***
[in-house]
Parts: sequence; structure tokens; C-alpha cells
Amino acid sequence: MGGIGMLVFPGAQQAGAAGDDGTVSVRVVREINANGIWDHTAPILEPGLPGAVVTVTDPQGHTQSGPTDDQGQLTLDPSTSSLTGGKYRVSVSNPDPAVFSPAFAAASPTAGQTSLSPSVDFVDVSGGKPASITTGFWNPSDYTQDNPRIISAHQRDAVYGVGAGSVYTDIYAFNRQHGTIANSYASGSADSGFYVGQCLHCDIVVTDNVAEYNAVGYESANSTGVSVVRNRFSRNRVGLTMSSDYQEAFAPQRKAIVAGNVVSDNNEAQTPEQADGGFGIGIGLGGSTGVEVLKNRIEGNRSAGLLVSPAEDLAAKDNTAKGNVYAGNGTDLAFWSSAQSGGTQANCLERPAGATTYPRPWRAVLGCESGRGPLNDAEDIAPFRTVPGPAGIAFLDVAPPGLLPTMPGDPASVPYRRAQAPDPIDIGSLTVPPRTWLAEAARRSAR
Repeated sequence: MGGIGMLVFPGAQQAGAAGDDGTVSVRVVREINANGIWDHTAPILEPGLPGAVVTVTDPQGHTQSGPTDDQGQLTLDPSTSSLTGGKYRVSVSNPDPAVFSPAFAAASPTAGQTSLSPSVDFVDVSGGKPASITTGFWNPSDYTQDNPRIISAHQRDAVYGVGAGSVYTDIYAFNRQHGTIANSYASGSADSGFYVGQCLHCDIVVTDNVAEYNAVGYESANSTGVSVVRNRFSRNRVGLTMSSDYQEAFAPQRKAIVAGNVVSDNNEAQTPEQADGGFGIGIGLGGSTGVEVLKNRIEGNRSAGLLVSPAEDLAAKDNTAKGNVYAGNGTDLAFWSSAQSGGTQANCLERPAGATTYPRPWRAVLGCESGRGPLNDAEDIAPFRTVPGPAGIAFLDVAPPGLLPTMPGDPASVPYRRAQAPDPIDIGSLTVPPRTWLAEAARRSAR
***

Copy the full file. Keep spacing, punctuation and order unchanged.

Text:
[in-house]
Parts: sequence; structure tokens; C-alpha cells
Amino acid sequence: MGGIGMLVFPGAQQAGAAGDDGTVSVRVVREINANGIWDHTAPILEPGLPGAVVTVTDPQGHTQSGPTDDQGQLTLDPSTSSLTGGKYRVSVSNPDPAVFSPAFAAASPTAGQTSLSPSVDFVDVSGGKPASITTGFWNPSDYTQDNPRIISAHQRDAVYGVGAGSVYTDIYAFNRQHGTIANSYASGSADSGFYVGQCLHCDIVVTDNVAEYNAVGYESANSTGVSVVRNRFSRNRVGLTMSSDYQEAFAPQRKAIVAGNVVSDNNEAQTPEQADGGFGIGIGLGGSTGVEVLKNRIEGNRSAGLLVSPAEDLAAKDNTAKGNVYAGNGTDLAFWSSAQSGGTQANCLERPAGATTYPRPWRAVLGCESGRGPLNDAEDIAPFRTVPGPAGIAFLDVAPPGLLPTMPGDPASVPYRRAQAPDPIDIGSLTVPPRTWLAEAARRSAR
Repeated sequence: MGGIGMLVFPGAQQAGAAGDDGTVSVRVVREINANGIWDHTAPILEPGLPGAVVTVTDPQGHTQSGPTDDQGQLTLDPSTSSLTGGKYRVSVSNPDPAVFSPAFAAASPTAGQTSLSPSVDFVDVSGGKPASITTGFWNPSDYTQDNPRIISAHQRDAVYGVGAGSVYTDIYAFNRQHGTIANSYASGSADSGFYVGQCLHCDIVVTDNVAEYNAVGYESANSTGVSVVRNRFSRNRVGLTMSSDYQEAFAPQRKAIVAGNVVSDNNEAQTPEQADGGFGIGIGLGGSTGVEVLKNRIEGNRSAGLLVSPAEDLAAKDNTAKGNVYAGNGTDLAFWSSAQSGGTQANCLERPAGATTYPRPWRAVLGCESGRGPLNDAEDIAPFRTVPGPAGIAFLDVAPPGLLPTMPGDPASVPYRRAQAPDPIDIGSLTVPPRTWLAEAARRSAR